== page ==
Managing DON in swine feed

Managing DON in swine feed
Nov 27, 2018

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High mycotoxin levels in corn could pose a hog health risk if contaminated grain enters feed supplies

By Kate Ayers
Staff Writer
Farms.com

This fall, producers in Ontario and parts of the United States are faced with corn crops with high mycotoxin (DON) levels. The toxin can affect pig health if consumed.

In Ontario, for example, 25 per cent of samples from an October OMAFRA survey had DON levels greater that 5 parts per million (ppm), a recent Ontario Animal Health Network (OAHN) article said.  

In addition, 15 per cent of samples had toxin levels between 2 and 5 ppm. Since the report’s release, OMAFRA staff have heard of toxin levels exceeding 5 ppm. As a result of high testing samples, elevators are rejecting loads, the article said.

Moulds and fungi produce these chemicals, called mycotoxins. More than 400 different types of mycotoxins exist, but only a minority affect swine health, the article said.

Producers should not feed swine mixed grain with DON levels over 1 ppm, Canadian Food Inspection Agency (CFIA) guidelines say. So, if a diet contains 50 per cent contaminated corn, this grain cannot contain more than 2 ppm of DON, the article said.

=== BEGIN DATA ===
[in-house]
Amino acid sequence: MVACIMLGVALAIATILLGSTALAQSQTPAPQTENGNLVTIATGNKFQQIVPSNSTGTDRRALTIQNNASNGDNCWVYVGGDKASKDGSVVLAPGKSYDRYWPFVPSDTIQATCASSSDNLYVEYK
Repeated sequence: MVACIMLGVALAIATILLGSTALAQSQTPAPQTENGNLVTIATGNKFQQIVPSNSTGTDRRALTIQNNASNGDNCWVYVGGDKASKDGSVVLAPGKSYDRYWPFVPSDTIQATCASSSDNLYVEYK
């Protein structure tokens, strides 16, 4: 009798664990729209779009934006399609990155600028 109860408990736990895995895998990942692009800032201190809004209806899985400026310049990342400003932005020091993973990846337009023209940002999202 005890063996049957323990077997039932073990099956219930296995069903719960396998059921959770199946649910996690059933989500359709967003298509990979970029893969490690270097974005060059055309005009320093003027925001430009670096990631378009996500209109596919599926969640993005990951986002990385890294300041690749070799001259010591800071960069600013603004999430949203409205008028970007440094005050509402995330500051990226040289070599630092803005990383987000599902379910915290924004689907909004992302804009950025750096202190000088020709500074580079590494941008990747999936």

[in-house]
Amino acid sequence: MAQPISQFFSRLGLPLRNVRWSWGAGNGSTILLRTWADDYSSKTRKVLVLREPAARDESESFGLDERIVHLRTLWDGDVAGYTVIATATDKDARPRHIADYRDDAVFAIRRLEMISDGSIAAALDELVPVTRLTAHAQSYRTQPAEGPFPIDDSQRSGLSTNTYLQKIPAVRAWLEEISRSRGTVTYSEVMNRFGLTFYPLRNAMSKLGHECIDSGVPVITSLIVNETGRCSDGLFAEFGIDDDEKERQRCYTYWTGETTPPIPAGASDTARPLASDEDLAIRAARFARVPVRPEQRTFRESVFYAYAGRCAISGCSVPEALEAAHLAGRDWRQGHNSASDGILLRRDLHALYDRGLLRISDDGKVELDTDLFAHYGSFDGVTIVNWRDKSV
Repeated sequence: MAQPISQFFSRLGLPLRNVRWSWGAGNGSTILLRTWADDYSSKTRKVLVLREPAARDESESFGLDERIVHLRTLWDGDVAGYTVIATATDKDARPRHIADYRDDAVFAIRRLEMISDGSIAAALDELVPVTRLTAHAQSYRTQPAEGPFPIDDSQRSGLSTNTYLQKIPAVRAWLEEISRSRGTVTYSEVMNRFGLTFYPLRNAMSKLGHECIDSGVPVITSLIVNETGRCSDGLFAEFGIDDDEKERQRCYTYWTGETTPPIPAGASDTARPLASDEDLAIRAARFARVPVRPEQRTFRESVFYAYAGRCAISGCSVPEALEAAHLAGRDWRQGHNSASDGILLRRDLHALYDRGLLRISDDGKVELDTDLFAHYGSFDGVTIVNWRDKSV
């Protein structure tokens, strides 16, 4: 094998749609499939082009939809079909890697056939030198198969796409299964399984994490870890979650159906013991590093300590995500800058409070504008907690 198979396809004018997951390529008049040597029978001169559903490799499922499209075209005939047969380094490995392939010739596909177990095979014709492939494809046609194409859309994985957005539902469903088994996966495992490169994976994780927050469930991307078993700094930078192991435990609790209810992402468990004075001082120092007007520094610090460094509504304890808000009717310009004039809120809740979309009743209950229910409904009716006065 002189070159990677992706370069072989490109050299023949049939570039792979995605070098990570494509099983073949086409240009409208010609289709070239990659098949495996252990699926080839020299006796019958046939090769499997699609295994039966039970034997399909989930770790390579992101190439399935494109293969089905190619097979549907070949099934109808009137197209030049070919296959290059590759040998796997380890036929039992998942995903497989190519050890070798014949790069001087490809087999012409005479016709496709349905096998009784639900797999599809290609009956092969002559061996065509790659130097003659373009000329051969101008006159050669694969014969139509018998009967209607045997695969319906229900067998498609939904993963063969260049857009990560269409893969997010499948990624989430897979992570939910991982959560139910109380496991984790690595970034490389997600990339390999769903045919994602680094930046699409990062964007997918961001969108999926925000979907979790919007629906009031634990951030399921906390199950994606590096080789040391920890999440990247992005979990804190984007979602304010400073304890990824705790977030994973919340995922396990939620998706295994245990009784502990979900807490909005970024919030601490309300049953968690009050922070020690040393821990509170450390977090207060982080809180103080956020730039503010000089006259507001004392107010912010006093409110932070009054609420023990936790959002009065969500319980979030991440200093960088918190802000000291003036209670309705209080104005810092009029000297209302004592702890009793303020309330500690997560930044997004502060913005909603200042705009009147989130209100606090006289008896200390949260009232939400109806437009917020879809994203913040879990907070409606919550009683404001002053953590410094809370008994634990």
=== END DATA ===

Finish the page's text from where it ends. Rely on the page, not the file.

To put this figure into perspective, the feed cannot have more than two contaminated grain kernels in a sample of one million non-contaminated kernels.

Producers who must use contaminated corn in their mixed rations have a few options:

  • keep it out of diets being fed to breeding swine and newly weaned pigs
  • blend contaminated grain with non-contaminated grain to reduce the final mycotoxin concentration
  • avoid exceeding 1 ppm of DON in mixed feed, as recommended by the CFIA
  • increase the diet’s nutrient density, as the toxin may reduce the pigs’ feed intake
  • if buying dried distiller’s grains with solubles (DDGS), ask if elevator staff have done testing and about the use of toxin binders

If producers must handle contaminated grain, they should take precautions as the toxin can affect human health as well. Farmers should wear properly fitted dust masks or respirators, the OAHN article said.

More information on mycotoxin and the effect it can have on pigs can be found here.

Davy3 Photo/iStock/Getty Images Plus photo

 

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